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Slack and Sick Kids
What does a culture of resiliency require?
Our household has had an easier fall than a lot of families with small kids. My nearly three-year-old was out for a day with a fever last week, but bounced back quickly. A number of her classmates have been out for days with the flu.
At The Washington Post, Abha Bhattarai has a reported piece on the big spike in parents who are missing work because they don’t have childcare. That childcare gap is partly driven by sickness, when children have to stay home, and partly by the shortage of slots for parents who want paid childcare.
A surge in childcare slots (though very welcome!) doesn’t solve the sickout problem. My family is lucky to have a flexible arrangement (I work from home, my boss is understanding, my work doesn’t tend to involve sharp deadlines/urgent crunches).
But I remember last January, when a combination of sick days and snow days meant we only had childcare for about two days a week for three weeks running. It’s hard to sustain, even with a flexible job.
There are a number of adaptations that can happen on the family side:
Grandparents living close by (or even in the backyard in an ADU)
A parent choosing to work part time and/or from home (as I do)
Finding a babysitter who is bookable on short notice and doesn’t mind caring for contagious children (haha)
Maybe that last is a good solution if the “Sick Kids Babysitting Club” is run by a pharma company who needs predicable disease exposures for a clinical trial of new vaccines. But, in practice, if my kids are sick, I want to be the one taking care of them. It’s hard on them, and I want to be on call for them—especially since their preferred analgesic is just sitting on me indefinitely.
So, what does the employment-side accommodation look like that would make family sick days more sustainable?
We’ve gotten a stark portrait of the opposite approach as the rail workers have pushed to have any sick days at all, and have had their demands rejected by the rail companies and their attempts to broker a compromise harshly shut down by Congress.
Eric Levitz offers a clear explainer of the history of “precision-scheduled railroading” (PSR) and why it’s untenable for workers. The railroads have cut their personnel by eliminating slack. Instead of predictable schedules and the ability to take days off, they demand their workers are constantly on call, working irregular shifts with no ability to plan time off or tolerate unexpected sick days.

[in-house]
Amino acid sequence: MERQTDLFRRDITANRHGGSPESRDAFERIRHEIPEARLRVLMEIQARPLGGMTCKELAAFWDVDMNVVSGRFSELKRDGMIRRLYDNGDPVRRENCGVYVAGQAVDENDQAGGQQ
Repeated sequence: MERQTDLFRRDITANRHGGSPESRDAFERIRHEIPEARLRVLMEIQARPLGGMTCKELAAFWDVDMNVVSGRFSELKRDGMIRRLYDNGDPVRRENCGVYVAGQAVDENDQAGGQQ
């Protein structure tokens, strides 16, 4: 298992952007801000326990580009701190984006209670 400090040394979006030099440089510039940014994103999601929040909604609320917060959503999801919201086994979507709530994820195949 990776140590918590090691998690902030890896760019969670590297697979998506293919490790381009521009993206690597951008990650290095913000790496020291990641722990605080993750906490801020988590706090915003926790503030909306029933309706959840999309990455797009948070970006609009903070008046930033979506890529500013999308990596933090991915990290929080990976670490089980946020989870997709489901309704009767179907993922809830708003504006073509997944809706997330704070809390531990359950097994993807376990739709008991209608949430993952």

They’ve deliberately built a system so lean that there’s no second line of workers to sub in. Levitz writes:
The freight carriers can afford to make concessions on pay. It isn’t that painful to increase wages by a sizable amount when you’ve recently slashed your head count by 30 percent (and hope to continue innovating your way to a smaller payroll in the years to come). But providing rail workers with ordinary time-off benefits would threaten the industry’s core business strategy, an operating procedure that has helped to nearly double its profits over the past decade.
That strategy is predicated on treating rail workers as if they were nearly indistinguishable from the railcars they drive. The typical railcar requires maintenance at predictable intervals and does not require an unanticipated day off to see a doctor about an unexplained pain or to visit a loved one in the hospital. But workers often do.
A resilient system has to be a more “wasteful” system. It has people who aren’t being used to maximum capacity so that they have something in reserve.
I’ve worked places where there’s plenty of slack, but, most often, I’d say it wasn’t the result of a deliberate decision. The slack came out of a lack of urgency, plus the existence of frequent, bureaucratic obstacles. Sick days were never the main cause of slowness.
The best approach I’ve seen came when I worked at a start-up remittance company. Our money transfers, our software, our customer support all needed to be resilient, so we approached HR in a similar spirit.
There was cross training on different tasks, so nothing relied on only person. (Our main bank transfers person couldn’t take vacation until we had a real understudy for him). We spent more time documenting what we were doing, so tasks could be handed off. There was also generous vacation, with a certain minimum required. Everything had to be able to run without you, so it was easier to cover when someone was out unexpectedly. During one ectopic pregnancy, my boss said to take as much time as I needed, and he meant it.
But all that was cushioned by money. I think that is the only for-profit business I’ve worked at, and it was supported by a strong business model + some venture capital. (It was a genuinely profitable business).